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10 of 10 people found the following review helpful
4.0 out of 5 stars Stephen King's buried spaceship science fiction horror story
The start of Stephen King's 1987 novel "The Tommyknockers" has always reminded me of the set up of one of my all-time favorite science fiction-horror films, "5 Million Years to Earth" (a.k.a. "Quatermass and the Pit" in the U.K.). A writer named Roberta Anderson, living on the outskirts of the small town of Haven, Maine, is out looking for firewood in the forest behind...
Published on 16 Feb. 2004 by Lawrance Bernabo

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1 of 1 people found the following review helpful
3.0 out of 5 stars Picking Up Stephen King after 15 years
I used to read a lot of Stephen King in my teens and I enjoyed most of them (Needful Things and the Stand stick in my mind) decided to pick up a new book on my Kindle.

I'm not a fan of sci-fi to be honest and this is all about a spaceship, so I supposed I was doomed from the outset with this book, hence the reason for giving it three stars. It is a bit of a...
Published 16 months ago by Paul Holding


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10 of 10 people found the following review helpful
4.0 out of 5 stars Stephen King's buried spaceship science fiction horror story, 16 Feb. 2004
By 
Lawrance Bernabo (The Zenith City, Duluth, Minnesota) - See all my reviews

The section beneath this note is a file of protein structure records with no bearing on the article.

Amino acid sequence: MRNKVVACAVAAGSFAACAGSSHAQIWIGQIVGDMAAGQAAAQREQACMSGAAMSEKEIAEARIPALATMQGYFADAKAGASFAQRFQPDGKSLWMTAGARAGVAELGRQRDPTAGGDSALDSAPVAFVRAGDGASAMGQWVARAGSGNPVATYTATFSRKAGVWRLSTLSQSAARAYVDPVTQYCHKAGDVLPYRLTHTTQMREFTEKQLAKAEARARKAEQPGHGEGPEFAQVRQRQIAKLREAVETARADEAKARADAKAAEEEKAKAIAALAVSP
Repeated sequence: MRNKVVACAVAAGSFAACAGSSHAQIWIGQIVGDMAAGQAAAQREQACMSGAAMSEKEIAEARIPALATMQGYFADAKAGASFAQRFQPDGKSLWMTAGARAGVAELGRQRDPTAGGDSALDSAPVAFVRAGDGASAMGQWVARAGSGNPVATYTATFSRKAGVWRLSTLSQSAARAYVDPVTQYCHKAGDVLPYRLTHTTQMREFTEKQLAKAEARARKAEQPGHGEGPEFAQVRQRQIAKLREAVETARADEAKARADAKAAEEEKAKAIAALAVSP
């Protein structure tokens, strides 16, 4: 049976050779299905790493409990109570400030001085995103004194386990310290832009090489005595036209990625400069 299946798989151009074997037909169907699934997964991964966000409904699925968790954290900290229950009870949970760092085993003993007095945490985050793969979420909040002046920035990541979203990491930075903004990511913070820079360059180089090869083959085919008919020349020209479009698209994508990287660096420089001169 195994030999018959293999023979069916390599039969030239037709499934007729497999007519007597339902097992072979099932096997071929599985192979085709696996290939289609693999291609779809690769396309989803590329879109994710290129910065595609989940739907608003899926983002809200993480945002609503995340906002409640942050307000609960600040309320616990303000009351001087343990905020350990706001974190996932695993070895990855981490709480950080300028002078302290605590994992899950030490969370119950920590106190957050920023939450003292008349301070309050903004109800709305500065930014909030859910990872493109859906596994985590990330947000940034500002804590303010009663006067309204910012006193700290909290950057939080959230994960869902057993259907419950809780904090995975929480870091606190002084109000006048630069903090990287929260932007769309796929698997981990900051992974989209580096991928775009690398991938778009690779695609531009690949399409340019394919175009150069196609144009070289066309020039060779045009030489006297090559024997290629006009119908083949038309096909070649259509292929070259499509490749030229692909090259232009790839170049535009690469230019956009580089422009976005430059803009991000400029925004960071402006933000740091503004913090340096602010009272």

(HALL OF FAME REVIEWER)    (VINE VOICE)   
The start of Stephen King's 1987 novel "The Tommyknockers" has always reminded me of the set up of one of my all-time favorite science fiction-horror films, "5 Million Years to Earth" (a.k.a. "Quatermass and the Pit" in the U.K.). A writer named Roberta Anderson, living on the outskirts of the small town of Haven, Maine, is out looking for firewood in the forest behind her house when she stumbles over three inches of metal. She assumes that she has stumbled over a beer can left behind by a logger, but instead she discovers the metal was solid. What she has found is a space ship, buried in the earth for millions of years, but still vibrating faintly. So, Bobbi begins to dig the giant craft out of the earth by herself, soon to be joined by her friend and former lover Jim Gardener, and by the strange advanced technology that they are suddenly inspired to create. But as they uncover more of the ship Bobbi and Jim, as well as the rest of the citizens of Haven, all start to change.
Up to that point "The Tommyknockers" is pretty good and I have to admit that I thought the idea of alien technology working into the ancient rubric that there are some things human beings were not meant to tamper with was enough to sustain the story. But instead we are treated to a malevolent presence that has evil designs on the citizen of Haven and that seemed to me like overkill. Add to that the fact the two main characters are writers (King dedicates the novel to his wife Tabitha, who is also a novelist), and "The Tommyknockers" becomes a bit too self referential for me as does the whole subplot about Gardener’s writer’s block. This novel represents the start of a period in King's writing where my recurring complaint was that the great set up never resulted in an ending that was equal to the task, although we do have a sort of reverse "deus ex machina" at the end of this one. But the discovery of the ship and the weird inventions people in Haven start putting together out of odds, ends and batteries is pretty good stuff.